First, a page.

Woman Dies From Brain-Eating Amoeba After Using Neti Pot With Filtered Tap Water

A 69-year-old woman from Seattle has been using a neti pot with tap water or non-sterile water to clear her sinuses.

A year later, she was admitted the Swedish Medical Center following a seizure.

However, she succumb to a brain-eating amoeba that caused a serious brain infection.
Her case was reported in the International Journal of Infectious Diseases.

The unidentified woman apparently suffered from a sinus infection for a long time and was advised to use a neti pot to help manage her condition.

But instead of using sterile water, as is the proper way, the woman used tap water.

Doctors who attended her case believed that the water was contaminated with Balamuthia mandrillaris, which is a type of amoeba that can cause a rare brain infection in a matter of months.

Initially, doctors thought that the woman had a brain tumor.

Dr. Charles Cobbs told the Seattle Times there was a section in the patient’s brain that had an infection of bloody mush that was as big as a golf ball.

This mush, however, had amoeba all over it and it was eating its way into the rest of her brain.

The experts said that the amoeba seemed to have formed about a year earlier.

Her medical record showed that the woman developed red sores on her nose but the condition was misdiagnosed as rosacea, a common skin condition.
Dermatologists prescribed antibiotics to treat the red sores but it was ineffective.

The woman started developing shaking in her left arm so she underwent a CT scan that showed brain lesions.

Doctors have been trying to figure out her tumor.

As they waited for the test results, however, the mass on her brain grew and developed new lesions.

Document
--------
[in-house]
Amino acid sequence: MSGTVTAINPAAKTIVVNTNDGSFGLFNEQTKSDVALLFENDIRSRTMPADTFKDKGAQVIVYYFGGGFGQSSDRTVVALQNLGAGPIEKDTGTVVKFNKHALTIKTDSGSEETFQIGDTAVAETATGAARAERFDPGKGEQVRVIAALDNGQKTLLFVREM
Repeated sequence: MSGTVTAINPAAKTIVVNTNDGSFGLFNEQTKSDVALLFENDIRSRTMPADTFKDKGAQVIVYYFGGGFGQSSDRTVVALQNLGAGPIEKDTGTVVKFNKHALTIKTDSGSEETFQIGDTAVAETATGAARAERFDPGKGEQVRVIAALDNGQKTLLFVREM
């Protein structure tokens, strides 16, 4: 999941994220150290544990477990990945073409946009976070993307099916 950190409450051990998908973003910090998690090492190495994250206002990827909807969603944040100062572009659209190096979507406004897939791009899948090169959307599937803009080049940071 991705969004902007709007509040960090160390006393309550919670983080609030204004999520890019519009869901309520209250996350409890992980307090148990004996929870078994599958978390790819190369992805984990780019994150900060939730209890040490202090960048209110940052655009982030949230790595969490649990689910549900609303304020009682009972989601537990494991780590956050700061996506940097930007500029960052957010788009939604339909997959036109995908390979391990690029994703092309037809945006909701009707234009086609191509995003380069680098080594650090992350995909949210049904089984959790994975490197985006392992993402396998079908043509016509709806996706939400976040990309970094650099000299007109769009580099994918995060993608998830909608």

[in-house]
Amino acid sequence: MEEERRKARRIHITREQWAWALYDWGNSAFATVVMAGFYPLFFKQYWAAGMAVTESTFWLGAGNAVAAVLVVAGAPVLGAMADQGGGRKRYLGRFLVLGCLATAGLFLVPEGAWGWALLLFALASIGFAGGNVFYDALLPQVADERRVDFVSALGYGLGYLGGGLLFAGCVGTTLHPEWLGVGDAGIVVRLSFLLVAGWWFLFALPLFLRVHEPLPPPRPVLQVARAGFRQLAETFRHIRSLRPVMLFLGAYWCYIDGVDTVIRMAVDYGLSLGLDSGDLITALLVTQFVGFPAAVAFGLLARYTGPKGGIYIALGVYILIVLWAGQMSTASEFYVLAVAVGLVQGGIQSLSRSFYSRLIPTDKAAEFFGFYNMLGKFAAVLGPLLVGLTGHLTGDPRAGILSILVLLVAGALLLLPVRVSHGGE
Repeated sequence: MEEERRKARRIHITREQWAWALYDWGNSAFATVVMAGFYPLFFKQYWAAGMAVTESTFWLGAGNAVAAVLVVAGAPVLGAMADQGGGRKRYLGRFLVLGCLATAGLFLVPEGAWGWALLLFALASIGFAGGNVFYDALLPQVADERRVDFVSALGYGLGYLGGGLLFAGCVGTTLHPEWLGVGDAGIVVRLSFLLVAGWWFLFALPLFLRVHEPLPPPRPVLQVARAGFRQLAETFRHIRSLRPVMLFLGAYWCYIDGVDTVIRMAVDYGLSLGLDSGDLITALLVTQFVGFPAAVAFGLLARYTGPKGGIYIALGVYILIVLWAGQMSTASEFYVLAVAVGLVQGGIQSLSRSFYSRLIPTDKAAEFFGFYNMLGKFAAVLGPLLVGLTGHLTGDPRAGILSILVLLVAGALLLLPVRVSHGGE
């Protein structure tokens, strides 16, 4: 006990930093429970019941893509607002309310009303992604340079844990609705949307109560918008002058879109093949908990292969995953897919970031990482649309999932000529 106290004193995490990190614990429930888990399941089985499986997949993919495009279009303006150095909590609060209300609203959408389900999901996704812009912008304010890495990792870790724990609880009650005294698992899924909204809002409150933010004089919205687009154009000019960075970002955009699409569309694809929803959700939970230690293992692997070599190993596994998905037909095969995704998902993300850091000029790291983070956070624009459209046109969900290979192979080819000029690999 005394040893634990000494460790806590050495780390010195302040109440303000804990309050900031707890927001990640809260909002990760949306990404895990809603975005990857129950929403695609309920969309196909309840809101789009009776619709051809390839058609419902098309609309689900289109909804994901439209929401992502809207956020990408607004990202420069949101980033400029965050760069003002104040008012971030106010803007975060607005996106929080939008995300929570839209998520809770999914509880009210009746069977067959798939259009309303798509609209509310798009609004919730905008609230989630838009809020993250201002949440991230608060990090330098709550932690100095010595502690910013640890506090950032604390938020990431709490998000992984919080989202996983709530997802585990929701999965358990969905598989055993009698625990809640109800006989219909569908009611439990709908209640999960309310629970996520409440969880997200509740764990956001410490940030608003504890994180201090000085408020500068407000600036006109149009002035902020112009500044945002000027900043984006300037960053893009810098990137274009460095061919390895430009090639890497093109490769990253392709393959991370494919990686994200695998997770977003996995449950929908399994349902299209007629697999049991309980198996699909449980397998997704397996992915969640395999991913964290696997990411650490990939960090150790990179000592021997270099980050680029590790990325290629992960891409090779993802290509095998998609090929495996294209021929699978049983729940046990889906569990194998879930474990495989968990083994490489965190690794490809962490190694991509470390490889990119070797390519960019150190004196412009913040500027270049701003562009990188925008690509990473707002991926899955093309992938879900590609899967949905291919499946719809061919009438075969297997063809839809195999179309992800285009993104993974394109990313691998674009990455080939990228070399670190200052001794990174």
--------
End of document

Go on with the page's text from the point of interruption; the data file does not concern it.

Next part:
It wasn’t until the surgeon opened her brain that they figured out the amoeba feasting on her brain cells.

According to CNN, the Center for Disease Control and Prevention (CDC) immediately sent anti-amoeba medications to the hospital in Seattle.

However, she fell into a coma and died a month after her brain surgery.

Her situation is one of only three cases of amoeba infection in the brain in the U.S. in the last 10 years.

The CDC said cases of Balamuthia mandrillaris are hard to diagnose.

Doctors also do not have a wealth of experience with this disease because it is so rare.

Doctors are now urging neti pot users to follow the correct way of using this tool. If you’re not familiar with this device, here’s a short explainer:

Neti pots have to be filled with a solution of sterile water, salt and baking soda.

You have to pour this solution from the pot through one nostril and out in another nostril.

You need to tilt your head and open your mouth while pouring the solution so that you can breathe easy.

Since the solution from the neti pot has to go through the nose, it’s also too close to the brain.

Thus, any microbes in the liquid can be critical.

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